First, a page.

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CEFTRIAXONE 2G POWDER FOR SOLUTION FOR INJECTION OR INFUSION

Active substance(s): CEFTRIAXONE SODIUM

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Package leaflet: Information for the Patient
Ceftriaxone 250 mg, 1g, 2g Powder for Solution for Injection or Infusion
Ceftriaxone (as Ceftriaxone Sodium)

Read all of this leaflet carefully before you are given this medicine because it contains
important information for you.

Keep this leaflet. You may need to read it again.

If you have any further questions, ask your doctor, pharmacist or nurse.

This medicine has been prescribed for you only. Do not pass it on to others. It may harm
them, even if their signs of illness are the same as yours.

If you get any side effects, talk to your doctor, pharmacist or nurse. This includes any
possible side effects not listed in this leaflet. See section 4.
What is in this leaflet
1. What Ceftriaxone injection is and what it is used for
2. What you need to know before you are given Ceftriaxone injection
3. How Ceftriaxone injection is given
4. Possible side effects
5. How to store Ceftriaxone injection
6. Contents of the pack and other information
The name of your medicine is “Ceftriaxone Powder for Solution for Injection or Infusion”
(referred to as Ceftriaxone injection throughout this leaflet).
1. What Ceftriaxone injection is and what it is used for
Ceftriaxone is an antibiotic given to adults and children (including newborn babies). It
works by killing bacteria that cause infections. It belongs to a group of medicines called
cephalosporins.
Ceftriaxone injection is used to treat infections of
• the brain (meningitis).
• the lungs.
• the middle ear.
• the abdomen and abdominal wall (peritonitis).
• the urinary tract and kidneys.
• bones and joints.
• the skin or soft tissues.
• the blood.
• the heart.

(yellowing of the skin or the whites of the eyes) or is to be given a product that contains
calcium into their vein.
Warnings and precautions
Talk to your doctor or pharmacist or nurse before you are given Ceftriaxone injection if:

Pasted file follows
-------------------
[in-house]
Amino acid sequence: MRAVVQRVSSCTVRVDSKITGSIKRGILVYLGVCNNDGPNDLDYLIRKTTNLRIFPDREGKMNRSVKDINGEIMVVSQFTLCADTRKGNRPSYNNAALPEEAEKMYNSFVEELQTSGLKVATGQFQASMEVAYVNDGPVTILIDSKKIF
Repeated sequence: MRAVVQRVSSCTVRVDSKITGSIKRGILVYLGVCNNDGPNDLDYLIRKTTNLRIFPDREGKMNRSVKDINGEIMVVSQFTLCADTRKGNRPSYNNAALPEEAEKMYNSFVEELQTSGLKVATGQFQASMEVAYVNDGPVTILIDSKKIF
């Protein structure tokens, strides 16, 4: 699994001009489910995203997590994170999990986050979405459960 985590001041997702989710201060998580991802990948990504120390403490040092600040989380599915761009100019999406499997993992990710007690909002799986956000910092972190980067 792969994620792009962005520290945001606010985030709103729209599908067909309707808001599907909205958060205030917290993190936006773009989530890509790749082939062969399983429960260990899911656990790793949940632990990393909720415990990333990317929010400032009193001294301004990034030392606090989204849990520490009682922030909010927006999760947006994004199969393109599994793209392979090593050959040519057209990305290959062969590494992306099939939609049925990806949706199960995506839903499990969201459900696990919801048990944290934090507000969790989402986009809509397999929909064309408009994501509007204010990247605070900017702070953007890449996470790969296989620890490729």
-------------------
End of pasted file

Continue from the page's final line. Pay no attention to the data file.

• You have recently received or are about to receive products that contain calcium.
• You have recently had diarrhoea after having an antibiotic medicine.
• You have ever had problems with your gut, in particular colitis (inflammation of the
bowel).
• You have liver or kidney problems.
• You have gall stones or kidney stones
• You have other illnesses, such as haemolytic anaemia (a reduction in your red blood
cells that may make your skin pale yellow and cause weakness or breathlessness).
• You are on a low sodium diet.
If you need a blood or urine test
If you are given Ceftriaxone for a long time, you may need to have regular blood tests.
Ceftriaxone can affect the results of urine tests for sugar and a blood test known as the
Coombs test. If you are having tests:
• Tell the person taking the sample that you have been given Ceftriaxone.
Children
Talk to your doctor or pharmacist or nurse before your child is administered Ceftriaxone if:
• He/she has recently been given or is to be given a product that contains calcium into
their vein.
Other medicines and Ceftriaxone
Tell your doctor or pharmacist if you are taking, have recently taken or might take any other
medicines.
In particular, tell your doctor or pharmacist if you are taking any of the following medicines:
• A type of antibiotic called an aminoglycoside.
• An antibiotic called chloramphenicol (used to treat infections, particularly of the eyes).
Pregnancy and breast-feeding and fertility
If you are pregnant or breast-feeding, think you may be pregnant or are planning to have a
baby, ask your doctor for advice before taking this medicine.
The doctor will consider the benefit of treating you with Ceftriaxone against the risk to your
baby.

It can be given:
• to treat specific sexually transmitted infections (gonorrhoea and syphilis).
• to treat patients with low white blood cell counts (neutropenia) who have fever due to
bacterial infection.
• to treat infections of the chest in adults with chronic bronchitis.
• to treat Lyme disease (caused by tick bites) in adults and children including newborn
babies from 15 days of age.
• to prevent infections during surgery.
2. What you need to know before you are given Ceftriaxone injection

Driving and using machines
Ceftriaxone can cause dizziness. If you feel dizzy, do not drive or use any tools or machines.
Talk to your doctor if you experience these symptoms.
Ceftriaxone injection contains sodium
This medicine contains 0.9 mmol (250mg vial), 3.6 mmol (1g vial) or 7.2 mmol (2g vial) of
sodium. This should be taken into consideration by patients on a controlled sodium diet. Tell
your doctor or nurse if you are on a low sodium diet.
3. How Ceftriaxone injection is given

You must not be given Ceftriaxone injection if:
• You are allergic to ceftriaxone
• You have had a sudden or severe allergic reaction to penicillin or similar antibiotics (such